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Fatal Attraction? Intraguild Facilitation and Suppression among Predators

Overview of attention for article published in The American Naturalist, November 2017
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About this Attention Score

  • In the top 25% of all research outputs scored by Altmetric
  • High Attention Score compared to outputs of the same age (81st percentile)
  • Average Attention Score compared to outputs of the same age and source

Mentioned by

twitter
17 tweeters
facebook
1 Facebook page
f1000
1 research highlight platform

Citations

dimensions_citation
43 Dimensions

Readers on

mendeley
153 Mendeley
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Title
Fatal Attraction? Intraguild Facilitation and Suppression among Predators
Published in
The American Naturalist, November 2017
DOI 10.1086/693996
Pubmed ID
Authors

Kelly J. Sivy, Casey B. Pozzanghera, James B. Grace, Laura R. Prugh

Abstract

Competition and suppression are recognized as dominant forces that structure predator communities. Facilitation via carrion provisioning, however, is a ubiquitous interaction among predators that could offset the strength of suppression. Understanding the relative importance of these positive and negative interactions is necessary to anticipate community-wide responses to apex predator declines and recoveries worldwide. Using state-sponsored wolf (Canis lupus) control in Alaska as a quasi experiment, we conducted snow track surveys of apex, meso-, and small predators to test for evidence of carnivore cascades (e.g., mesopredator release). We analyzed survey data using an integrative occupancy and structural equation modeling framework to quantify the strengths of hypothesized interaction pathways, and we evaluated fine-scale spatiotemporal responses of nonapex predators to wolf activity clusters identified from radio-collar data. Contrary to the carnivore cascade hypothesis, both meso- and small predator occupancy patterns indicated guild-wide, negative responses of nonapex predators to wolf abundance variations at the landscape scale. At the local scale, however, we observed a near guild-wide, positive response of nonapex predators to localized wolf activity. Local-scale association with apex predators due to scavenging could lead to landscape patterns of mesopredator suppression, suggesting a key link between occupancy patterns and the structure of predator communities at different spatial scales.

Twitter Demographics

The data shown below were collected from the profiles of 17 tweeters who shared this research output. Click here to find out more about how the information was compiled.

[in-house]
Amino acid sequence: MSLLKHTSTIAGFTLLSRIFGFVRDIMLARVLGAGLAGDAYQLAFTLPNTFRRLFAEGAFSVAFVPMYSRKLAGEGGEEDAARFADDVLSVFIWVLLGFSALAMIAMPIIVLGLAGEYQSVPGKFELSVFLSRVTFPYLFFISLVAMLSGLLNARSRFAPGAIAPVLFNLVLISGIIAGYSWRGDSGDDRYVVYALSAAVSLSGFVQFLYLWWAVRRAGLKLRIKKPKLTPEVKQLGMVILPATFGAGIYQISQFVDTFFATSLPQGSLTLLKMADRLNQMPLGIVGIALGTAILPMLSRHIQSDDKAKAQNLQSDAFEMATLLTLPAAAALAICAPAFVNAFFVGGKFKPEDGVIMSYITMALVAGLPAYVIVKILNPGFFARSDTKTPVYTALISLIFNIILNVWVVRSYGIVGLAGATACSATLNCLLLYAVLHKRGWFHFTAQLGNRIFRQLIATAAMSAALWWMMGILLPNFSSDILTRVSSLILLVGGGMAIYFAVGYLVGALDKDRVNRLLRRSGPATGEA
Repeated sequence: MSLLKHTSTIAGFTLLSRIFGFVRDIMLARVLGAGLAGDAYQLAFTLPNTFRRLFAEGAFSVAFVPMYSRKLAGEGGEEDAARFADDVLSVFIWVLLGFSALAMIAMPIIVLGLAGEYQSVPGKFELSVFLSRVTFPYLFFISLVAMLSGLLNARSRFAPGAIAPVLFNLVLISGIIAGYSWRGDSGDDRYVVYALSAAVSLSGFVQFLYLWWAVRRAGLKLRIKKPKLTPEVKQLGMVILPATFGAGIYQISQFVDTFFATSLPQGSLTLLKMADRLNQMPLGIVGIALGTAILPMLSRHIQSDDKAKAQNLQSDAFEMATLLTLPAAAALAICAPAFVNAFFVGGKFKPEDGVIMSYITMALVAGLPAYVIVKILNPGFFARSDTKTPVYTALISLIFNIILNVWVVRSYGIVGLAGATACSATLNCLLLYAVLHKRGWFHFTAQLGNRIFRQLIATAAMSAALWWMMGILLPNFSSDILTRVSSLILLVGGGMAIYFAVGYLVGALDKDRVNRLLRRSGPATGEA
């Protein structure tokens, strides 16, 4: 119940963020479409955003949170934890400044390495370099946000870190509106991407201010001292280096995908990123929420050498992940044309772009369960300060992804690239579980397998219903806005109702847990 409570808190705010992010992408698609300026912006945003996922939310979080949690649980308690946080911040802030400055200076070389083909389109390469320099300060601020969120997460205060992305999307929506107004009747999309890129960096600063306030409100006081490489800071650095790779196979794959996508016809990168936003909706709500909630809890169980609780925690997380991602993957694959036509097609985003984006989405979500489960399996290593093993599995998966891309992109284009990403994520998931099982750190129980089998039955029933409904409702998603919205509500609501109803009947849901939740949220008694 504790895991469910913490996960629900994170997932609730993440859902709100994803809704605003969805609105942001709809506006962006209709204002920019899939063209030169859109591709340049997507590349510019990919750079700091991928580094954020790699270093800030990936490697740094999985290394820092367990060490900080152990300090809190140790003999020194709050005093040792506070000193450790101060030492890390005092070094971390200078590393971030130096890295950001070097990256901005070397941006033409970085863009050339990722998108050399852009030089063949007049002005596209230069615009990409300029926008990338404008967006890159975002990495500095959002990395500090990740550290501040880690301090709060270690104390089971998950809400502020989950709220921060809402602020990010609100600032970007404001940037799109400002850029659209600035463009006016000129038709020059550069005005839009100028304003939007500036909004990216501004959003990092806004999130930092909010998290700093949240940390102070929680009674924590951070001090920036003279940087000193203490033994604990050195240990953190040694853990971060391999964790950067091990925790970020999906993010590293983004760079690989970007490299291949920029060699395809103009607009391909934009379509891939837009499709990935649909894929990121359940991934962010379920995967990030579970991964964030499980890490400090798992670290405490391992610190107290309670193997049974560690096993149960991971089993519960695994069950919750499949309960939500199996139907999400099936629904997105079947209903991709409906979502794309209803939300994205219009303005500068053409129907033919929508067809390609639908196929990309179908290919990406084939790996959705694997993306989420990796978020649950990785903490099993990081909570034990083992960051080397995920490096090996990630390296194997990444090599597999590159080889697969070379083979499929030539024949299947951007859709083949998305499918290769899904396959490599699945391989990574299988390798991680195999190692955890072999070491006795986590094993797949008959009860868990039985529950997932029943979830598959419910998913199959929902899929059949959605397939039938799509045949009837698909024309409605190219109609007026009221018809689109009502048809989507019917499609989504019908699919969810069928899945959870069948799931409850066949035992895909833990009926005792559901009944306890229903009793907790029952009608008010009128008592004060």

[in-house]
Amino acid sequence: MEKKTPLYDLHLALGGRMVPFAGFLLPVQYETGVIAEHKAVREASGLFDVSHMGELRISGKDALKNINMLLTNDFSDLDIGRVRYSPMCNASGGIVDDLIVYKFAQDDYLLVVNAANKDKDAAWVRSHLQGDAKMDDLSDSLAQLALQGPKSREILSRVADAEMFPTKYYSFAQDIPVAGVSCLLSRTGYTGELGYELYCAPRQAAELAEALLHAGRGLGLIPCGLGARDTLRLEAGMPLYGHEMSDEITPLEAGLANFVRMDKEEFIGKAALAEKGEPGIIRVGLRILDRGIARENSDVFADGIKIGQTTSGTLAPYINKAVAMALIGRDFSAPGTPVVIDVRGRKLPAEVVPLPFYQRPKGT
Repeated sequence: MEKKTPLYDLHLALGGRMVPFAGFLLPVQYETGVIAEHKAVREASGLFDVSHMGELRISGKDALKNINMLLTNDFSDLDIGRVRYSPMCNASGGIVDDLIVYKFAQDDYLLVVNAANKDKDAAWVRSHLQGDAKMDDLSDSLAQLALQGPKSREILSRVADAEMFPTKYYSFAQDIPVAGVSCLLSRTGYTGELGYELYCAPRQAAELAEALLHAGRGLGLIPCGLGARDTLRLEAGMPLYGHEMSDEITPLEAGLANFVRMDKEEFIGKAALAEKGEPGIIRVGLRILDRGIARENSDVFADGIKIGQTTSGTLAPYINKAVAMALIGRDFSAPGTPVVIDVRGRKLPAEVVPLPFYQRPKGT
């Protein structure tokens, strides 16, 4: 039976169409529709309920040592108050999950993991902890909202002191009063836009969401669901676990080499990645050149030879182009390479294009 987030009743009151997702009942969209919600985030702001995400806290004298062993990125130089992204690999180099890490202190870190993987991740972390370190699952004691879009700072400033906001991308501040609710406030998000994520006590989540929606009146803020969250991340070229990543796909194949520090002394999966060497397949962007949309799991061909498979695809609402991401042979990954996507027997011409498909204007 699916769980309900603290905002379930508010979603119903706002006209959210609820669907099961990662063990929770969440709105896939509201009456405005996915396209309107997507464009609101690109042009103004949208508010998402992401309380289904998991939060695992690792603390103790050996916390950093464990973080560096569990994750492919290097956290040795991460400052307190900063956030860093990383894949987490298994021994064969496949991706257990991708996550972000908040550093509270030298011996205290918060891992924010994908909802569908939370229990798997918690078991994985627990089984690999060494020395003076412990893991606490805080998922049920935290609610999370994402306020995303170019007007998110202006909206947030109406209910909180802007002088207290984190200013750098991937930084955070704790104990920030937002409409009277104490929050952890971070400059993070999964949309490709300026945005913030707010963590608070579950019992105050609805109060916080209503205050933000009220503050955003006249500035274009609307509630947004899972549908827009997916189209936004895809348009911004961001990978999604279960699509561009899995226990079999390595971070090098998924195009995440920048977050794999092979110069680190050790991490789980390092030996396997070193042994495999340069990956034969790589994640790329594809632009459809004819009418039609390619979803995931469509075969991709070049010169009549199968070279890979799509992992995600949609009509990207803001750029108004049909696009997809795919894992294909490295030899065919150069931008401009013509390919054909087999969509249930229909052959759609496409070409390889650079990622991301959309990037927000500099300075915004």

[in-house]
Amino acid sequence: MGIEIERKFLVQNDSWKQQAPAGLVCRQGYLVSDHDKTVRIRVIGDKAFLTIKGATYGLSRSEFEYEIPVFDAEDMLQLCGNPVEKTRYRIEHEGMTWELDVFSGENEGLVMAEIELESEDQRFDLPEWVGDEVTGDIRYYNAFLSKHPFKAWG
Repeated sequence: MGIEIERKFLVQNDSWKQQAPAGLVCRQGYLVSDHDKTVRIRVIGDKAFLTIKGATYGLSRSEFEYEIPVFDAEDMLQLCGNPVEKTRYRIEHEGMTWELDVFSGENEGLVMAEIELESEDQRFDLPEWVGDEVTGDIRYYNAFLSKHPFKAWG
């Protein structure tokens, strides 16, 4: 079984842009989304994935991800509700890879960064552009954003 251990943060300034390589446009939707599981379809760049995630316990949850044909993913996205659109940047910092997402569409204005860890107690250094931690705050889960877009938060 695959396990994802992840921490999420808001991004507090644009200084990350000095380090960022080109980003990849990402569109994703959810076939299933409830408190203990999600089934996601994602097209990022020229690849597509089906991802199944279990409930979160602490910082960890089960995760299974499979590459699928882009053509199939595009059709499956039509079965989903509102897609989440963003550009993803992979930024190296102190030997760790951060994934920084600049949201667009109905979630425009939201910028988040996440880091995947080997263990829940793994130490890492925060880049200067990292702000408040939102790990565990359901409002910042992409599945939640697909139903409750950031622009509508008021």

Mendeley readers

The data shown below were compiled from readership statistics for 153 Mendeley readers of this research output. Click here to see the associated Mendeley record.

Geographical breakdown

Country Count As %
Unknown 153 100%

Demographic breakdown

Readers by professional status Count As %
Student > Master 40 26%
Student > Ph. D. Student 38 25%
Researcher 21 14%
Other 9 6%
Student > Bachelor 6 4%
Other 17 11%
Unknown 22 14%
Readers by discipline Count As %
Agricultural and Biological Sciences 74 48%
Environmental Science 37 24%
Earth and Planetary Sciences 2 1%
Unspecified 1 <1%
Biochemistry, Genetics and Molecular Biology 1 <1%
Other 5 3%
Unknown 33 22%

Attention Score in Context

This research output has an Altmetric Attention Score of 10. This is our high-level measure of the quality and quantity of online attention that it has received. This Attention Score, as well as the ranking and number of research outputs shown below, was calculated when the research output was last mentioned on 14 May 2020.
All research outputs
#2,932,792
of 21,903,307 outputs
Outputs from The American Naturalist
#929
of 3,722 outputs
Outputs of similar age
#54,033
of 292,489 outputs
Outputs of similar age from The American Naturalist
#31
of 48 outputs
Altmetric has tracked 21,903,307 research outputs across all sources so far. Compared to these this one has done well and is in the 86th percentile: it's in the top 25% of all research outputs ever tracked by Altmetric.
So far Altmetric has tracked 3,722 research outputs from this source. They typically receive a lot more attention than average, with a mean Attention Score of 11.9. This one has gotten more attention than average, scoring higher than 74% of its peers.
Older research outputs will score higher simply because they've had more time to accumulate mentions. To account for age we can compare this Altmetric Attention Score to the 292,489 tracked outputs that were published within six weeks on either side of this one in any source. This one has done well, scoring higher than 81% of its contemporaries.
We're also able to compare this research output to 48 others from the same source and published within six weeks on either side of this one. This one is in the 37th percentile – i.e., 37% of its contemporaries scored the same or lower than it.